Landscapes, Hermits and Storytelling: An Interview with Federico Falco, Author of ‘A Perfect Cemetery’08 April, 2021
Federico Falco, the award-winning Argentinian novelist, short story writer and poet, is publishing his first work in English this month with Charco Press. A Perfect Cemetery is a rich, sophisticated portrait of rural life and its complexities, largely set in Falco’s native province of Córdoba. The collection of five stories explores notions of community, intimacy and solitude in isolated places, and displays a fine attention to the bonds people form with the natural world around them. Sounds and Colours spoke to Falco about the collection, the literary footprint of the Argentine interior, the power of landscape to form us, and why the state of short story writing might benefit from a shake-up.
With thanks to Carolina Orloff at Charco Press for the English translation of this interview.
A Perfect Cemetery is rooted in your own native province of Córdoba. How much of your own life experience is in the stories?
Some of the landscapes in these stories could easily be identified as landscapes from the province of Córdoba, especially its mountainous areas, but in reality, in my mind they worked more as a patchwork of landscapes in different places that I longed for at that moment and that, thanks to fiction, I could bring together as if they were contiguous. Over the years I wrote these stories I was living a fairly nomadic life, living almost always in big cities and filled with nostalgia for natural landscapes: those of my childhood in Córdoba, but also some of the forests in the north of New York State, or in Patagonia. I had lived in these landscapes, sometimes for brief periods, but they left a deep impression on me, and in some way, by writing about them, I wanted to recover them, I wanted to inhabit them again even if only during the writing process. That is why, rather than my own experiences, these stories contain memories, evocations, even fantasies about these places that I was missing.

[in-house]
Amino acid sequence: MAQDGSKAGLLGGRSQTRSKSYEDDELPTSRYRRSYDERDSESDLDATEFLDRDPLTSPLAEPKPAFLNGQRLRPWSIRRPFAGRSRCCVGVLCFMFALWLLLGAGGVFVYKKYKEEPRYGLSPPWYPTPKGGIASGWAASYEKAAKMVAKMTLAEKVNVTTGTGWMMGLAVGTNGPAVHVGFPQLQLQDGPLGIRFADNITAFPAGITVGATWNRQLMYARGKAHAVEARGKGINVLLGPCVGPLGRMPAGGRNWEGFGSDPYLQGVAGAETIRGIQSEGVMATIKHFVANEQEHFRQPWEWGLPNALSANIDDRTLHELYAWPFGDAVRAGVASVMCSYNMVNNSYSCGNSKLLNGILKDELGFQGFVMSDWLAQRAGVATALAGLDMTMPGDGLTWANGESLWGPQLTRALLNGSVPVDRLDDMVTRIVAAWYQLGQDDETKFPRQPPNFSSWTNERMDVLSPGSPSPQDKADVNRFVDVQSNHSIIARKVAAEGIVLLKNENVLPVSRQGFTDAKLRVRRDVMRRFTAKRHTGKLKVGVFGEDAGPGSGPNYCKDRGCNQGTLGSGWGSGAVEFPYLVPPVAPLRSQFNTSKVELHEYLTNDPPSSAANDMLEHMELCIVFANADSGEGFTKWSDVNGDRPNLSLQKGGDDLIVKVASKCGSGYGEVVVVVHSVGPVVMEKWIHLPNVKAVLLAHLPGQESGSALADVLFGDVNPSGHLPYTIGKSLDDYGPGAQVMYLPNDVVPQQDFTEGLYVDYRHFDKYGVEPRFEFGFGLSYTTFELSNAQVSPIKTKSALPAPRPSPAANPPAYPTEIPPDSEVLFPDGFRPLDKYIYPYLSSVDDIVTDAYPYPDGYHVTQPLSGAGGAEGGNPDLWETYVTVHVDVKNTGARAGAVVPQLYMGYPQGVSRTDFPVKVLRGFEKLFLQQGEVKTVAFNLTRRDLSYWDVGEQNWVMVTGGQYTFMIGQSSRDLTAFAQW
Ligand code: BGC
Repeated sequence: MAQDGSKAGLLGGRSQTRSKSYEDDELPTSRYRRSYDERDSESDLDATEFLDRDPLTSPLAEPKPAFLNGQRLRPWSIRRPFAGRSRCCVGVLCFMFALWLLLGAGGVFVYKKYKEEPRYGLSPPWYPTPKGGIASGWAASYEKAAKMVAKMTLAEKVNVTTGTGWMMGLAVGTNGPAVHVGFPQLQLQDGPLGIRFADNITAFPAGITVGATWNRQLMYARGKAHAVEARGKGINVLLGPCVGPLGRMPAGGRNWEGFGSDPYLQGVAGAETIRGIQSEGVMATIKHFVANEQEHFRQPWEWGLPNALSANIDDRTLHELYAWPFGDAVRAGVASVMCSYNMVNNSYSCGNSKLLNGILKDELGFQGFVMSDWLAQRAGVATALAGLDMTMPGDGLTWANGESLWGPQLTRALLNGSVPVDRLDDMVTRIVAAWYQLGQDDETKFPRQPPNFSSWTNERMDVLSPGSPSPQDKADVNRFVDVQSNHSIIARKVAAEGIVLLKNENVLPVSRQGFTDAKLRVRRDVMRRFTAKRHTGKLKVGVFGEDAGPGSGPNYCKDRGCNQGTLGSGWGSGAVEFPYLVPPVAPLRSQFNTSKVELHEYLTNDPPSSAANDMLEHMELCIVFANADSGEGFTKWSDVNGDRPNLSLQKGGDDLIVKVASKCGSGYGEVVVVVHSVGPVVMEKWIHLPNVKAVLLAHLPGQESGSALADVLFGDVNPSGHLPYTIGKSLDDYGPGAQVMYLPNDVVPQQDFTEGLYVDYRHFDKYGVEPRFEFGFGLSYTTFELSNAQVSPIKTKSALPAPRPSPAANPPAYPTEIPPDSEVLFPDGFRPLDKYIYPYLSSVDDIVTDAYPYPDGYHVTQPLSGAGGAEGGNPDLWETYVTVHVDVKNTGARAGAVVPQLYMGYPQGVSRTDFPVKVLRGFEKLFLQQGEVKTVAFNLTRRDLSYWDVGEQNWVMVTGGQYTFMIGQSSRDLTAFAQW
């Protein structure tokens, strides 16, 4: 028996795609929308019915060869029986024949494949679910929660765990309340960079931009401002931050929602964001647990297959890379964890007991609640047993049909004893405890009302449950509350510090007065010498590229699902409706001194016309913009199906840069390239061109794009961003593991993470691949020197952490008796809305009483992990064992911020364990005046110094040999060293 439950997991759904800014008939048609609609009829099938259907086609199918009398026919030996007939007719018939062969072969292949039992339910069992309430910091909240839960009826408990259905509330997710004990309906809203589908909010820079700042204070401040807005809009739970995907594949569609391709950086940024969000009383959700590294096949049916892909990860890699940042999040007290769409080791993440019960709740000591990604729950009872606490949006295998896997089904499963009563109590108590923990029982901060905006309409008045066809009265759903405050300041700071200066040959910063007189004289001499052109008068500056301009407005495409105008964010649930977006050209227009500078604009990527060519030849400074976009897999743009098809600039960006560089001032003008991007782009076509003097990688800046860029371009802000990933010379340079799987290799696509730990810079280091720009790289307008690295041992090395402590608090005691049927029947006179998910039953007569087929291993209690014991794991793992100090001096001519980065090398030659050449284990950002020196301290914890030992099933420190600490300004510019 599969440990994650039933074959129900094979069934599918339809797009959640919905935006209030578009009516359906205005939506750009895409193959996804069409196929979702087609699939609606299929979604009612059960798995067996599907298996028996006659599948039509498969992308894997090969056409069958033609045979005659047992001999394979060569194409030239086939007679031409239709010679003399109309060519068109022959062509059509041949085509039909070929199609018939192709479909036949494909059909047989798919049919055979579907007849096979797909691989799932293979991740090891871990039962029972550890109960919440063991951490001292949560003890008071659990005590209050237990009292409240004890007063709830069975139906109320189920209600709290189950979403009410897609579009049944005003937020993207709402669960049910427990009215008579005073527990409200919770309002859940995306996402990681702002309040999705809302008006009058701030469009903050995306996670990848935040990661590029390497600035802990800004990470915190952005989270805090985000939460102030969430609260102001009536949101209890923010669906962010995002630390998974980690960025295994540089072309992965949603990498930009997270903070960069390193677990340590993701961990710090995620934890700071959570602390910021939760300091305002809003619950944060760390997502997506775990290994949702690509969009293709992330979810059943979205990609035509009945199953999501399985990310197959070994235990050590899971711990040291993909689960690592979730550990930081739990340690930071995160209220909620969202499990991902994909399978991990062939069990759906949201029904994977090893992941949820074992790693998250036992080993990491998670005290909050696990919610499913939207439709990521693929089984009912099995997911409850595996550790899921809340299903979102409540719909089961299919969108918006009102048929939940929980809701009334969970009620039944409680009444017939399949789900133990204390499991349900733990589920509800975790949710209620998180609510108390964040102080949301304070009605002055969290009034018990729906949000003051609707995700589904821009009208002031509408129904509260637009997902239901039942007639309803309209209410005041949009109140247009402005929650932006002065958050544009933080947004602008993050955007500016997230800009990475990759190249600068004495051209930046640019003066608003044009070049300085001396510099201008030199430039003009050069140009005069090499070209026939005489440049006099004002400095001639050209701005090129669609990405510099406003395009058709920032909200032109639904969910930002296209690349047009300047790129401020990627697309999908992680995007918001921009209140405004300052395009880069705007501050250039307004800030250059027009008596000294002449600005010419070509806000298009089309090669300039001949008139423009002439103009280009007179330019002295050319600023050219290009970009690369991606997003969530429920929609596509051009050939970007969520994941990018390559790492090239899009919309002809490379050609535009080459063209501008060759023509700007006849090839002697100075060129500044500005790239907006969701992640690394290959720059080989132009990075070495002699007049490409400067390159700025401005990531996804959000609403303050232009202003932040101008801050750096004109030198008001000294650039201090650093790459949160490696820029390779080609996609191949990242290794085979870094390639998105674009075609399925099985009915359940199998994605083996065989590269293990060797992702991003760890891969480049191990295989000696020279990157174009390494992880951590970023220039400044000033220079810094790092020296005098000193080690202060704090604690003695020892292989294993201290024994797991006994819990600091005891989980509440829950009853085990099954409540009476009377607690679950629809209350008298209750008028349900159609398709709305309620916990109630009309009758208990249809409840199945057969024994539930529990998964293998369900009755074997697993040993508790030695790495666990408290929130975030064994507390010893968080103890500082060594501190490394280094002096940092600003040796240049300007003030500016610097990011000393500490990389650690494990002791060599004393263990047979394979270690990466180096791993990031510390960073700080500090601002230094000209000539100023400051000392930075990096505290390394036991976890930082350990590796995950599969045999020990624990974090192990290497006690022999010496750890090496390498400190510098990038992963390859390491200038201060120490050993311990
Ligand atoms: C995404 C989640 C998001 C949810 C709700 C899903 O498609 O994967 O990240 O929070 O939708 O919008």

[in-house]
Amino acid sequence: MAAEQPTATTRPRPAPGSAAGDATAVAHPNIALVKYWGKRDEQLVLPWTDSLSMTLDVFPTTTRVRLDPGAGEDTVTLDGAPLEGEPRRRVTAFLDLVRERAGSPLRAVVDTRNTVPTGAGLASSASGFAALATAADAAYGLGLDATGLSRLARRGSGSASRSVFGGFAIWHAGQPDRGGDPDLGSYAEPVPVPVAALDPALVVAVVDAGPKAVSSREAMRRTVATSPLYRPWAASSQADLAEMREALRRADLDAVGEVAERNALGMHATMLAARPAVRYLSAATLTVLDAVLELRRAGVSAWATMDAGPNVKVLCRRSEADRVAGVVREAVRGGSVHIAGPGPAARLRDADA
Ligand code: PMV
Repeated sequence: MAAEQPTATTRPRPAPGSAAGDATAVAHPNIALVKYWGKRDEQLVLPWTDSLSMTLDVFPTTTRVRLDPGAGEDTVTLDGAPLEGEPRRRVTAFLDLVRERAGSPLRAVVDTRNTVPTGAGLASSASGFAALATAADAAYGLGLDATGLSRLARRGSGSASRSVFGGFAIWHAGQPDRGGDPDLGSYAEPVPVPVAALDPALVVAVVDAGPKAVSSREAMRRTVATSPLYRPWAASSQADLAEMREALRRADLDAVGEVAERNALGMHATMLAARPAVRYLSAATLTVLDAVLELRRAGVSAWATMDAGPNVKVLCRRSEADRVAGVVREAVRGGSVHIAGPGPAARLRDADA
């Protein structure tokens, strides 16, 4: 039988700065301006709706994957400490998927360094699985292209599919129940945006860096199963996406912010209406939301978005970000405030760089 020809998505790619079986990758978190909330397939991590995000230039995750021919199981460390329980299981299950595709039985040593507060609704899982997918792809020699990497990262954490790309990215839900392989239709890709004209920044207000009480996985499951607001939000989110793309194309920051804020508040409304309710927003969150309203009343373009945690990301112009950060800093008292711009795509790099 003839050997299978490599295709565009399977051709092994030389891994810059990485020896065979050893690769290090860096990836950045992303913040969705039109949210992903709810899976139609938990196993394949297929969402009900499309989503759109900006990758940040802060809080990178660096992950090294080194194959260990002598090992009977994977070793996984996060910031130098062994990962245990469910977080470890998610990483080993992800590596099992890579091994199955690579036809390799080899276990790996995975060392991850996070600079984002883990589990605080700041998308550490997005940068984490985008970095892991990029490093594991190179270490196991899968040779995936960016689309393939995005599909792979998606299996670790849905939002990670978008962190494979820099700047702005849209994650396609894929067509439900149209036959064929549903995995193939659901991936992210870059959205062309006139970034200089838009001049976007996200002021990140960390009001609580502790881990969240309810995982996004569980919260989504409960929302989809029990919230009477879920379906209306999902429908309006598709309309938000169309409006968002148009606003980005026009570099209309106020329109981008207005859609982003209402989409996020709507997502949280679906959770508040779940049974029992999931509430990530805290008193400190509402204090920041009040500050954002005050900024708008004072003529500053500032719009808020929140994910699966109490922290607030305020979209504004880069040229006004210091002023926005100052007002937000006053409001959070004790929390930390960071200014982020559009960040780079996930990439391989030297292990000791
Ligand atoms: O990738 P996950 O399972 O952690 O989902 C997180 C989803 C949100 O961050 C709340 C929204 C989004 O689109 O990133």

In a review of A Perfect Cemetery for the TLS, Kit Maude mentions how rare it is in Argentinian literature to focus on the interior of the country. Why do you think this might be – if it is indeed true –, and is this tendency beginning to change?
In the very origins of Argentine literature there is a certain tension between the urban and the rural, the capital and the interior, “civilization and barbarism”, to put it in Domingo Faustino Sarmiento’s terms. It is something that was always there and, in different periods, throughout the twentieth century and the start of the twenty-first, different ideas or clichés were associated with the landscapes of the interior: the wild or uncivilised desert of the interior; but also the interior as a place of escape: an idyllic, almost archaic interior, a kind of unaltered paradise to return to and take refuge from the chaos of urban life; or the interior that is a kind of little hell, that of the novel of manners, with its gossip and its small lives full of small-town pettiness.
In the twentieth century there are great writers who evoke the interior: Antonio di Benedetto, Sara Gallardo, Juan José Saer, Manuel Puig, to name only a few. It’s true that, if we think about the literature written in the ‘80s and ‘90s and also after the crisis of 2001, above all the literature written by the younger generations, most of them have an urban background, and perhaps we come from a period, a number of years where that background predominated. But I also feel that this trend has seen more nuance for a while now. If we take the decade between 2010 and 2020, many of the names that I find most interesting write about or are from the interior: I’m thinking of Selva Almada, Hernán Ronsino, Eugenia Almeida, Luciano Lamberti, Mariano Quiroz, Pablo Natale, Hernán Arias, Marina Clos, among many others.
There is a real sense of solitude and isolation in a couple of the stories. I’m from a small, rural community myself so I related to a lot of these themes. How important was it to create that sense of people being shaped by living in this isolated part of the world?